I started at Kaptagat in 1961, just before my seventh birthday, I was there until our family left for Australia in late 1965.
My memories are similar to others – the contradiction of close friendships and good times on Sunday walks, horse riding, sports trips, Valentines day, secret notes in the desk from shy admirers or locusts to surprise the girls, secretly admiring some of the girls, kiss chase, cock house, stolen mealies in the hot water tank fires, Saturday night films, rest time sweet swaps and Sunday comic swaps, packing trunks and the train home – with the severity of the “regime” Chitty ran. The NS report cards were the stuff of nightmares. I remember Jupp giving our class a history test every lesson he had with us for a week until I had one of the dreaded cards. His aim was to catch me out and give me as many NS’s as he could. A ver strange man. One minute he would be taking us out for lunch, the next full of spite. I remember him chasing me round the Hockey field trying to bust a hockey stick over my back. Thank god he smoked a lot and ran out of puff.
Even in those days I thought the best way to teach/learn was to get people interested and encourage them to enjoy learning. That didn't seem to be the way at Kaptagat.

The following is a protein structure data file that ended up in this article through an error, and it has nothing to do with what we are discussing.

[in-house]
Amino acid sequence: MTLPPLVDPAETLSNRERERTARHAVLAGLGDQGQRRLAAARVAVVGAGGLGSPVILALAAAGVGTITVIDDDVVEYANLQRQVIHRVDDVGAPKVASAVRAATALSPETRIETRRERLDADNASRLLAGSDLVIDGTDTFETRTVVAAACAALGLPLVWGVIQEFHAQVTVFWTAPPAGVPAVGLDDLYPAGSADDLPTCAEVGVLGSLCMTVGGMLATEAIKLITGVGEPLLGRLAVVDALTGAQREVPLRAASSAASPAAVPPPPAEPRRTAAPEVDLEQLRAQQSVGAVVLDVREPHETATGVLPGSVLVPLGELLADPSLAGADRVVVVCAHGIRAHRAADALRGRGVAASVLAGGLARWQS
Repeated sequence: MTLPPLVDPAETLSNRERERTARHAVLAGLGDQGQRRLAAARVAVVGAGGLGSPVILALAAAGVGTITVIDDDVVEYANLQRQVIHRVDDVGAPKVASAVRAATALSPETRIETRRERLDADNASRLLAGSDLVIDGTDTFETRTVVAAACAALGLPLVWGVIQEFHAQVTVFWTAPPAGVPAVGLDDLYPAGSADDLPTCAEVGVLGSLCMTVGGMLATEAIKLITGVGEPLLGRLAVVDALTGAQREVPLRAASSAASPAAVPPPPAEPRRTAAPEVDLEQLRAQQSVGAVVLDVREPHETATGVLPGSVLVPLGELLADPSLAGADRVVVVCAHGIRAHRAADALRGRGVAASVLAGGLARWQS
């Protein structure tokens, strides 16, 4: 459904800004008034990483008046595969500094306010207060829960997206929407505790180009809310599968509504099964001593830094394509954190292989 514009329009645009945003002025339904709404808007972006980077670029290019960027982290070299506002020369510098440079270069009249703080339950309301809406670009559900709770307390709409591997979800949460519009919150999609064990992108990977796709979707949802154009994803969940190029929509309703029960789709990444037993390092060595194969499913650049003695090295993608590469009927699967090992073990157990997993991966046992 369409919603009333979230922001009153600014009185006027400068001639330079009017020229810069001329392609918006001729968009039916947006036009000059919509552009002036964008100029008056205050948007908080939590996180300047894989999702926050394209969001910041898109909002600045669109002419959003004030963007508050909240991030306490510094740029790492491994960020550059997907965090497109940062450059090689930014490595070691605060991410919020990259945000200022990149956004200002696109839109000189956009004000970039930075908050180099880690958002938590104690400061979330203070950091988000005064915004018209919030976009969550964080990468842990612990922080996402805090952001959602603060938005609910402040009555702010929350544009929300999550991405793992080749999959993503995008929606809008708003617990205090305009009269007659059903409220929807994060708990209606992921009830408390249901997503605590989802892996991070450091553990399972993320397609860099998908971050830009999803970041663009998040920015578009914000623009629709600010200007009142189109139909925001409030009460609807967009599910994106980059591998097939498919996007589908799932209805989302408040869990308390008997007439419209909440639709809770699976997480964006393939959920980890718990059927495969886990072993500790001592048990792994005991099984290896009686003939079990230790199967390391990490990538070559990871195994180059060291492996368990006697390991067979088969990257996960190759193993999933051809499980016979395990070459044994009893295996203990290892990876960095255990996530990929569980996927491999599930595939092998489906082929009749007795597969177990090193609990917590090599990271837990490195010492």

A few of us made a pact on the train back to school one term, Declan Ross (Decci) was one of them, (think was in my class well)to get caned as many times as possible in the term to come. It was a way of confronting the fear (toughenning up) or the “terror” as they put it in the film “Apocalypse Now”. Decci won hands down, I’d be interested to hear his side of the story.
We had some very strange role models and some good ones as well. Mr Archie Fraser (Frisky Fraser to his friends), Pat Kelly for his commitment to teaching us the skills of the various sports and the extra time he put in. I remember one female teacher (don’t recall her name) giving us all a hug good night one night. It was the one and only hug I got that term till I got home. Miss Knowles was kind and probably should have married Pat Kelly. We all used to speculate when we heard his footsteps going up the corridor and down past Frasers dorm in the evening after lights out. Then Miss Swann turned up from Scotland. I think it was Miss Knowles who had us all growing our own vegies, she really had no idea how to grow them herself. I loved that little vegie patch though. Cecil (Arthur Askey) West with his classical music lessons, choir practice and trips to the edge of the Rift Valley in the Anglia Panel Van. Miss Dan who had come up from South Africa in a Bullock drawn cart. Pa Tax and his “ten centies”, I thought his language skills were amazing, particularly Swahili.
The school nurse Mrs Walker Used to sunbathe in the “altogether” between the Hall and macracarpa hedge, behind a well placed log.